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Publisher's Summary

A Reese's Book Club x Hello Sunshine book pick.

The New York Times best seller.

'This book is my story about growing up in a Black girl's body. It's about surviving in a world not made for me.'

Austin Channing Brown's first encounter with a racialised America came at age seven, when she discovered her parents named her Austin to deceive future employers into thinking she was a white man. Growing up in majority-white schools and churches, Austin writes, 'I had to learn what it means to love Blackness', a journey that led to a lifetime spent navigating America's racial divide as a writer, speaker and expert helping organisations practice genuine inclusion. 

In a time when nearly every institution (schools, churches, universities, businesses) claims to value diversity in its mission statement, Austin writes in breathtaking detail about her journey to self-worth and the pitfalls that kill our attempts at racial justice. Her stories bear witness to the complexity of America's social fabric and invite the listener to confront apathy, recognise God's ongoing work in the world and discover how Blackness - if we let it - can save us all.

©2020 Austin Channing Brown (P)2020 Hachette Audio UK

Critic Reviews

"Austin Channing Brown introduces herself as a master memoirist. This book will break open hearts and minds. It's an example of how one woman can change the world by telling the truth about her life with unflinching, relentless courage." (Glennon Doyle)

"Most people say, "that books has legs"; I measure the impact of a book by how often I throw it across the room. [Austin's book] has serious wings. It broke me open." (Brene Brown)

"A leading new voice on racial justice" (LAYLA SAAD, author of ME AND WHITE SUPREMACY)

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What listeners say about I'm Still Here: Black Dignity in a World Made for Whiteness

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  • Jo the Psychologist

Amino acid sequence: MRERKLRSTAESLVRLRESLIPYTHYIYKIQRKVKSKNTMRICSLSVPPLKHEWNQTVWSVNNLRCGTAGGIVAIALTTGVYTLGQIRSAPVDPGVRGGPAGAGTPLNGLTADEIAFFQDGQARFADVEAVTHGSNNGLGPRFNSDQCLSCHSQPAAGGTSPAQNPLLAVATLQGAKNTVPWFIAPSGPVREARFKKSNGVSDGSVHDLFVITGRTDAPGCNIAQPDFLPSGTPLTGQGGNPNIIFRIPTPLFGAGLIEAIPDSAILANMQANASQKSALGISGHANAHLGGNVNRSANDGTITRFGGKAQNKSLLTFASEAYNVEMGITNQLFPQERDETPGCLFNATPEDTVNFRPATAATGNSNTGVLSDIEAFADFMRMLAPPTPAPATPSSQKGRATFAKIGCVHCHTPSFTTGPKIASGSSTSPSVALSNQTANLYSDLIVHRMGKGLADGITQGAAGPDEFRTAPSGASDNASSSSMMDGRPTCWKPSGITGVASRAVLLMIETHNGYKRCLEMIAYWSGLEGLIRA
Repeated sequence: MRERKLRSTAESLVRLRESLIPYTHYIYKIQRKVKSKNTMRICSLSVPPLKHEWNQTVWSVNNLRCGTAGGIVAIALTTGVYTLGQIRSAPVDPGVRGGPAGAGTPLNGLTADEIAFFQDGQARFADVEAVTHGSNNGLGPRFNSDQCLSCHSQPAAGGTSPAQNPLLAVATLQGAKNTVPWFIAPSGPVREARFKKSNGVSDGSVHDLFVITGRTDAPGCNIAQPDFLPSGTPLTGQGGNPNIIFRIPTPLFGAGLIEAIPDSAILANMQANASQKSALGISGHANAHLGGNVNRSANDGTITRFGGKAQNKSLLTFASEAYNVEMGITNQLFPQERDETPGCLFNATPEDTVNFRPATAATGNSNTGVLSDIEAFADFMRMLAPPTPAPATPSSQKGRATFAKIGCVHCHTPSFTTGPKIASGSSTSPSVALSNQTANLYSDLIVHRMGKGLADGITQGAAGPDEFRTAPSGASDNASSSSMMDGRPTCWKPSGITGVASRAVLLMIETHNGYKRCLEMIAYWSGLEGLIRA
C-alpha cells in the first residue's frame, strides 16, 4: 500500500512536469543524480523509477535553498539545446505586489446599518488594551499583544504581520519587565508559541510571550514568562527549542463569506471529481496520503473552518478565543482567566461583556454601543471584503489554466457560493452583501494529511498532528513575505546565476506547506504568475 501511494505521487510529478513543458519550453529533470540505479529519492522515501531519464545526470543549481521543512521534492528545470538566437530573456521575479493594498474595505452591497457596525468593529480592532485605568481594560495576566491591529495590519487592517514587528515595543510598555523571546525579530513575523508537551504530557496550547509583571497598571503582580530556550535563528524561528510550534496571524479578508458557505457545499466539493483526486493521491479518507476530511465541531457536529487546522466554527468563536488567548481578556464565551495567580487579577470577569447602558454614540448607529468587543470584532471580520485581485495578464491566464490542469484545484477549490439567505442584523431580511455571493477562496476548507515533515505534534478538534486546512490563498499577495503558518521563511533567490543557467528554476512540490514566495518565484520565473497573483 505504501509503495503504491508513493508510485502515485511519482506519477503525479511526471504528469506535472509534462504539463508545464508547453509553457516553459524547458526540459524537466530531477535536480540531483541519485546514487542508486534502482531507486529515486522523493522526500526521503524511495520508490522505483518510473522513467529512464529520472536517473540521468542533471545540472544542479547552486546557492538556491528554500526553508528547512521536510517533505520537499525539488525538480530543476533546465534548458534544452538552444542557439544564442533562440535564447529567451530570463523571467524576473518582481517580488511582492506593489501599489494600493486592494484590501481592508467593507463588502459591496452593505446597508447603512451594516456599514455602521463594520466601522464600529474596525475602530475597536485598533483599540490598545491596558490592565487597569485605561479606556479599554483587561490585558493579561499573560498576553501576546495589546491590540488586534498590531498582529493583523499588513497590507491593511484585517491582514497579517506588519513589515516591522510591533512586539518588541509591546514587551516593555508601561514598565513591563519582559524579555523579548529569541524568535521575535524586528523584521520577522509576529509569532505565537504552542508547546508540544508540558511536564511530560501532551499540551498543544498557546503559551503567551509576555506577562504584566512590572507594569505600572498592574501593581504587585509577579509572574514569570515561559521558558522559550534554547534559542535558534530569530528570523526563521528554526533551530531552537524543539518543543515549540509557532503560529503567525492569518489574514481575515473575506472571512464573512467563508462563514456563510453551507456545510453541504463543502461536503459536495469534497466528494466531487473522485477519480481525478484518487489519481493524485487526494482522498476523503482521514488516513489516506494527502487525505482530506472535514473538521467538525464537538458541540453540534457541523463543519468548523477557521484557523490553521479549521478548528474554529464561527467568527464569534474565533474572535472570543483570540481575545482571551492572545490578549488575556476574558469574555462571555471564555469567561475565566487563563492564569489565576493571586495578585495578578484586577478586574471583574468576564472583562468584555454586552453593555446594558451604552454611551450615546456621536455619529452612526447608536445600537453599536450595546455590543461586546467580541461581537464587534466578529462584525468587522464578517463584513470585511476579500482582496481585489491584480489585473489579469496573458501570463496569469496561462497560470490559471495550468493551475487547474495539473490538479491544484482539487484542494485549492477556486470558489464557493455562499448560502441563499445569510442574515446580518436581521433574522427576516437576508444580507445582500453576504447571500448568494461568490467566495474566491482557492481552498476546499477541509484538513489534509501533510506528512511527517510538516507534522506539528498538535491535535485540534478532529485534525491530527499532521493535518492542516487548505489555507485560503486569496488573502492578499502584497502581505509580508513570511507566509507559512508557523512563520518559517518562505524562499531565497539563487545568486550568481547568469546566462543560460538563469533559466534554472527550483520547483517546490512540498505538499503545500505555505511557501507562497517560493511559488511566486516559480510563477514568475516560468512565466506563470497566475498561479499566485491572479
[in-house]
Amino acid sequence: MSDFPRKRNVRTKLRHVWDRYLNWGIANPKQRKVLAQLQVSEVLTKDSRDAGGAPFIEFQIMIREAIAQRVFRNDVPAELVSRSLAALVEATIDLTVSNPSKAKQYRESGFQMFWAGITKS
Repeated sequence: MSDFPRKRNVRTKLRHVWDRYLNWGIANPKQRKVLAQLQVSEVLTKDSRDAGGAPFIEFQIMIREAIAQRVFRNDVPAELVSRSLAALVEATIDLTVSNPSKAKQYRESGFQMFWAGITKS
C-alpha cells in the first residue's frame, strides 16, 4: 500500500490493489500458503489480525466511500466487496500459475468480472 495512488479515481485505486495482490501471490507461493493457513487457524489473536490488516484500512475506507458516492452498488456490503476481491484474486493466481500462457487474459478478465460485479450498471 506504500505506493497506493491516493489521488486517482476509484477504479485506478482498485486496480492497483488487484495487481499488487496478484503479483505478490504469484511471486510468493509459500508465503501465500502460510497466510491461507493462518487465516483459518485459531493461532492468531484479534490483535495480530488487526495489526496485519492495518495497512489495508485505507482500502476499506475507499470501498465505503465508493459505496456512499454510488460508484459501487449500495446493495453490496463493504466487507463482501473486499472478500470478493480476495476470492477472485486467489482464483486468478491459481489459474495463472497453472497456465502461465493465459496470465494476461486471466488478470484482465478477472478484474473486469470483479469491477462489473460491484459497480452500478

• 06-20-21

This is essential reading for white people.

Thank you Austin for writing this book. It was a privilege to read the story of your life. I'm working hard to try and be better and do more in my anti-racism work and this book has been an important part of my ongoing journey.

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  • Red Mitchell
  • 04-03-21

Taking stock

Great listen. Whenever you want to understand anything it's always best to go to researched unbiased work. This might be deemed biased because of the author but her research can be validated. It really helped me to take stock of things I didn't feel comfortable looking at for many reasons...

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  • Anonymous User
  • 01-09-21

Race, Struggles, and Christianity Mix

This story has a beautiful mix of struggles, race issues, and Christianity. Although this book is very grounded in Mrs. Brown's life experience, some of her experiences can be applied to others who are not of African descent. Which is great and amazing how even within her book she still tried to mention other minorities, like the Inidian woman example. It was so interesting how she kept coming back to God and the struggles of Jesus because it wasn't what I expected and loved it. I remember being a young teen and hearing about young African American students who went on a try to a plantation, hopeing to hear of the life of African enslaved peoples. But instead ended up picking cotton, young black kids picking cotton is disgusting. I loved hearing Mrs. Brown's voice throughout this because it make everything seem so much more human than if I read it on a page. I loved this 10/10, will purchase a hard copy for myself.